The air is clearing but the tops are still in cloud . . . the extend of views we might get is still in doubt.

As we reach Bleaberry Tarn our hope, like our altitude, have risen nicely.

The summit of our first fell, Red Pike seen on the right, is clearing nicely.

A brief stop to gather our thoughts and we are onward and upward once again.

The pitched path, which ended as it reached the more level ground, has been re-started for this next section of the climb.

The cross roads allows you to walk out onto Dodd and look down into the valley below

but we'll pass on the diversion and continue on our way . . . upward.

A hazy long distance view north across Crummock Water to the Solway Plain . . . no sign of Scotland.

A high flying Kestrel flies hovers before the Newlands Valley backdrop.
Red Pike gets its name from the red, iron rich bedrock.

Paula wished to re-create a picture that Ann took some fourty five years ago, so sat on the edge and started building sand castles.

I take it she really wanted to be on a beach in those days, rather than be climbing 'yet another fell'.

- - - o o o - - -

Memories from 1976 may be slightly confused it seems.


Paula is there climbing a seemingly pathless ascent of Dodd and Red Pike.

She was up first and remembers building sand castles near the top,

but in fact a photo from the old album was of her sister Catherine

pouting slightly due to the effort of steep ascent up the Pike.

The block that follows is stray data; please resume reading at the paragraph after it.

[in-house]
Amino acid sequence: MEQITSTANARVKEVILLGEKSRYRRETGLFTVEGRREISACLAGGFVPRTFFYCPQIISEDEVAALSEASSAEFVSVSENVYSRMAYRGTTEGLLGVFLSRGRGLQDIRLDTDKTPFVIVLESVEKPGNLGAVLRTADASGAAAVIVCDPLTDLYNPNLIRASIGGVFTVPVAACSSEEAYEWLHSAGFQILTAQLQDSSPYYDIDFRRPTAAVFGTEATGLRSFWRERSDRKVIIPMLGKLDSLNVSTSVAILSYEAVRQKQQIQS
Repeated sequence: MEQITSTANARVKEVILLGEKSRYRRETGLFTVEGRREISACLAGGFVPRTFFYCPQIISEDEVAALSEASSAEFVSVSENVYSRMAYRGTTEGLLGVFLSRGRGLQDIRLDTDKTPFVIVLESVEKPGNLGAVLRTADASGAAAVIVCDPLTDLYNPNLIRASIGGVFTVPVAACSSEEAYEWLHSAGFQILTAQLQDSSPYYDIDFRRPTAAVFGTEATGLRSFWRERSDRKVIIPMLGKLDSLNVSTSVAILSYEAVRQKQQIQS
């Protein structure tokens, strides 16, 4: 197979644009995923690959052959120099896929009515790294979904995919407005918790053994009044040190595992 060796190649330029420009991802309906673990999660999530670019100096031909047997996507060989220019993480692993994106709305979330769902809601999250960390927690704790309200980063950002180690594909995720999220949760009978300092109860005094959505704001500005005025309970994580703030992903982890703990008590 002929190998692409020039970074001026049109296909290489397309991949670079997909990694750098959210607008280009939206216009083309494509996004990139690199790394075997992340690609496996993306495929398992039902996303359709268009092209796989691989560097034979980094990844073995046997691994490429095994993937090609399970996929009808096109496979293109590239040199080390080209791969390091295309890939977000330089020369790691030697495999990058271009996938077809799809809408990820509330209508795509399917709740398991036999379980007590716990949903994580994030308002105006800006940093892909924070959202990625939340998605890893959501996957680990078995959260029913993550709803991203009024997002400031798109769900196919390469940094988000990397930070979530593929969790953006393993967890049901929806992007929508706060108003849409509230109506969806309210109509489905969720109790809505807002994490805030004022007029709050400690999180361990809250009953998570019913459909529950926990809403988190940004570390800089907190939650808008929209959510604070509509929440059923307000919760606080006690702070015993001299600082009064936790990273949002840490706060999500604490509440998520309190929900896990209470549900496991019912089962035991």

Paula however was certainly the sand castle queen

down at Raven glass beach a few days later.

- - - o o o - - -

- - - o o o - - -

Back to the present and to the first of several "incidents" that occurred on our High Stile walk today.

Having hunched down to take that photo of Paula on the Red Pike path, I stood up but the stone I was propped against slid away.

I ended up sliding rather dramatically downward, out of control and on my back, joining Paula on the path six feet below.

Fortunately no great damage done, just a dent to my pride and perhaps to an elbow or two,

and leaving a bit more stone and red gravel on the path below than there was a few minutes earlier!

- - - o o o - - -

Summiting out on Red Pike, no damage done.

Photo by a kind fellow walker.

Time for a little lunch now that the major climb has been completed.

however the summit cairn was not a good place to shelter from the cold easterly breeze,

so we set off towards High Stile, hoping to find a more suitably protected place to stop.

The path follows close to the edge so there are good views down to Bleaberry Tarn and the ascent route we used earlier.

In the lee of the first of the High Stile crags we found protection from the wind and stopped for refreshments.

Dougal was close at hand . . . ready and waiting for me to get out the dog biscuits !

The lunch delay allowed the mistiness time to clear even more and the summit of High Stile ahead was now clear of cloud.

No need of the cairns to guide our way across the open  fell.

Looking back as Paula approaches the summit.

Below us and out to the west is the Ennerdale Valley with the lake of the same name.